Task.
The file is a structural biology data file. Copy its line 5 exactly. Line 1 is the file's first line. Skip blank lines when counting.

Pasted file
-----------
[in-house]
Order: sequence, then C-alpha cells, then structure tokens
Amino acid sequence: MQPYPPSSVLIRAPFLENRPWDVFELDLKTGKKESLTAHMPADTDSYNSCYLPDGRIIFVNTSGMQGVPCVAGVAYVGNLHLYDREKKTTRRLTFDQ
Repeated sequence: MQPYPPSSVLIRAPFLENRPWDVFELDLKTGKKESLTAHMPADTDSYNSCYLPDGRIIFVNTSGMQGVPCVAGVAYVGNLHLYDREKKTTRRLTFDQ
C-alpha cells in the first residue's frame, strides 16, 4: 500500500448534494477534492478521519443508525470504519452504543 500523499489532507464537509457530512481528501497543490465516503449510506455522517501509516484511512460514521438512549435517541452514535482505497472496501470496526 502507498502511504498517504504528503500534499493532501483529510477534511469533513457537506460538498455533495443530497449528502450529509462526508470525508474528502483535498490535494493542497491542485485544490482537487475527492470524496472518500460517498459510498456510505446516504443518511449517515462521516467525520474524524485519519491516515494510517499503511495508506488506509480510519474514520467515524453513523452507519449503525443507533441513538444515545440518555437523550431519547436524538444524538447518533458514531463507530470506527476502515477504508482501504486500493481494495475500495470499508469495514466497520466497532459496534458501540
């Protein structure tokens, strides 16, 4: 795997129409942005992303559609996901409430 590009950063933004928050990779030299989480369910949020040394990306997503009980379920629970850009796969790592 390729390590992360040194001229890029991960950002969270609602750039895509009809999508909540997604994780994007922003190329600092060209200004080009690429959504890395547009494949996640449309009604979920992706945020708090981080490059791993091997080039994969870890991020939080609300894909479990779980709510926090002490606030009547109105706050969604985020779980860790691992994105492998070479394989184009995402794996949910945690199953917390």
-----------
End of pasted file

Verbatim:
C-alpha cells in the first residue's frame, strides 16, 4: 500500500448534494477534492478521519443508525470504519452504543 500523499489532507464537509457530512481528501497543490465516503449510506455522517501509516484511512460514521438512549435517541452514535482505497472496501470496526 502507498502511504498517504504528503500534499493532501483529510477534511469533513457537506460538498455533495443530497449528502450529509462526508470525508474528502483535498490535494493542497491542485485544490482537487475527492470524496472518500460517498459510498456510505446516504443518511449517515462521516467525520474524524485519519491516515494510517499503511495508506488506509480510519474514520467515524453513523452507519449503525443507533441513538444515545440518555437523550431519547436524538444524538447518533458514531463507530470506527476502515477504508482501504486500493481494495475500495470499508469495514466497520466497532459496534458501540